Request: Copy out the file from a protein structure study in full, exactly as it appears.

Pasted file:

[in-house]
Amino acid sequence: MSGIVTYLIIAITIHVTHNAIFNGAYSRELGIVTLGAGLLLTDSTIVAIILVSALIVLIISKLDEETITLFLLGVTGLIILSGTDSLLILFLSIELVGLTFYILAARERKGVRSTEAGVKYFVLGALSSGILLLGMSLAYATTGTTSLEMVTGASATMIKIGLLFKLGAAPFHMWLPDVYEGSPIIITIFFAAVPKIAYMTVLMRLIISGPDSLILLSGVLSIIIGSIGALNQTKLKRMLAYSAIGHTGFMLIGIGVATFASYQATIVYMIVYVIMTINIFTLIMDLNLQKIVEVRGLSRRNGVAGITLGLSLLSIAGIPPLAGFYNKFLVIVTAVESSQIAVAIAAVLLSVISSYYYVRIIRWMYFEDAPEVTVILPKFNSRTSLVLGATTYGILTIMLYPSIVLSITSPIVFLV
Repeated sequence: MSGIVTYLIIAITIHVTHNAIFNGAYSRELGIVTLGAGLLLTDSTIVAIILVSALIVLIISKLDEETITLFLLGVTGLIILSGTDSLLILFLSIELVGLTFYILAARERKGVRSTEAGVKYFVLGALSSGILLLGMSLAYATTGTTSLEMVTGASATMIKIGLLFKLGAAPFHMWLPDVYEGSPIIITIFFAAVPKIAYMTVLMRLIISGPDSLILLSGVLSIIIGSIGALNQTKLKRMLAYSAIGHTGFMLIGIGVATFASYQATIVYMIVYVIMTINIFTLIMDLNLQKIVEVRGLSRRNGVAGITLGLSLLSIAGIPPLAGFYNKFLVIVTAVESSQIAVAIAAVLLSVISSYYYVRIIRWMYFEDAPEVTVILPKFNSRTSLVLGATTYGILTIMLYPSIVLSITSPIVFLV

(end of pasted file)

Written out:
[in-house]
Amino acid sequence: MSGIVTYLIIAITIHVTHNAIFNGAYSRELGIVTLGAGLLLTDSTIVAIILVSALIVLIISKLDEETITLFLLGVTGLIILSGTDSLLILFLSIELVGLTFYILAARERKGVRSTEAGVKYFVLGALSSGILLLGMSLAYATTGTTSLEMVTGASATMIKIGLLFKLGAAPFHMWLPDVYEGSPIIITIFFAAVPKIAYMTVLMRLIISGPDSLILLSGVLSIIIGSIGALNQTKLKRMLAYSAIGHTGFMLIGIGVATFASYQATIVYMIVYVIMTINIFTLIMDLNLQKIVEVRGLSRRNGVAGITLGLSLLSIAGIPPLAGFYNKFLVIVTAVESSQIAVAIAAVLLSVISSYYYVRIIRWMYFEDAPEVTVILPKFNSRTSLVLGATTYGILTIMLYPSIVLSITSPIVFLV
Repeated sequence: MSGIVTYLIIAITIHVTHNAIFNGAYSRELGIVTLGAGLLLTDSTIVAIILVSALIVLIISKLDEETITLFLLGVTGLIILSGTDSLLILFLSIELVGLTFYILAARERKGVRSTEAGVKYFVLGALSSGILLLGMSLAYATTGTTSLEMVTGASATMIKIGLLFKLGAAPFHMWLPDVYEGSPIIITIFFAAVPKIAYMTVLMRLIISGPDSLILLSGVLSIIIGSIGALNQTKLKRMLAYSAIGHTGFMLIGIGVATFASYQATIVYMIVYVIMTINIFTLIMDLNLQKIVEVRGLSRRNGVAGITLGLSLLSIAGIPPLAGFYNKFLVIVTAVESSQIAVAIAAVLLSVISSYYYVRIIRWMYFEDAPEVTVILPKFNSRTSLVLGATTYGILTIMLYPSIVLSITSPIVFLV